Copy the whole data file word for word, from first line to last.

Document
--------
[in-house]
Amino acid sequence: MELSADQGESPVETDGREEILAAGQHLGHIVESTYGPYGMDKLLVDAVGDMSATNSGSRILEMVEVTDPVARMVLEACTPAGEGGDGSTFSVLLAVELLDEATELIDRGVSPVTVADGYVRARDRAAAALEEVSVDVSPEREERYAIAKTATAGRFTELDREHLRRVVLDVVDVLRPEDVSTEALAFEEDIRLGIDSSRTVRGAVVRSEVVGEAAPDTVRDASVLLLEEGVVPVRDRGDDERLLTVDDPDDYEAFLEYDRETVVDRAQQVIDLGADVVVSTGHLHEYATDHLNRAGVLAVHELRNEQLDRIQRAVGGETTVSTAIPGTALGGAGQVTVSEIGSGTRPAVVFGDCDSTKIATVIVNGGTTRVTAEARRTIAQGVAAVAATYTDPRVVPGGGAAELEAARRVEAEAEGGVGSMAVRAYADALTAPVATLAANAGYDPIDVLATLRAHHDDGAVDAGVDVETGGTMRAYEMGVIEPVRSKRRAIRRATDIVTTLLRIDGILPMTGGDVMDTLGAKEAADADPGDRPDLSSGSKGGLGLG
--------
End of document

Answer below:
[in-house]
Amino acid sequence: MELSADQGESPVETDGREEILAAGQHLGHIVESTYGPYGMDKLLVDAVGDMSATNSGSRILEMVEVTDPVARMVLEACTPAGEGGDGSTFSVLLAVELLDEATELIDRGVSPVTVADGYVRARDRAAAALEEVSVDVSPEREERYAIAKTATAGRFTELDREHLRRVVLDVVDVLRPEDVSTEALAFEEDIRLGIDSSRTVRGAVVRSEVVGEAAPDTVRDASVLLLEEGVVPVRDRGDDERLLTVDDPDDYEAFLEYDRETVVDRAQQVIDLGADVVVSTGHLHEYATDHLNRAGVLAVHELRNEQLDRIQRAVGGETTVSTAIPGTALGGAGQVTVSEIGSGTRPAVVFGDCDSTKIATVIVNGGTTRVTAEARRTIAQGVAAVAATYTDPRVVPGGGAAELEAARRVEAEAEGGVGSMAVRAYADALTAPVATLAANAGYDPIDVLATLRAHHDDGAVDAGVDVETGGTMRAYEMGVIEPVRSKRRAIRRATDIVTTLLRIDGILPMTGGDVMDTLGAKEAADADPGDRPDLSSGSKGGLGLG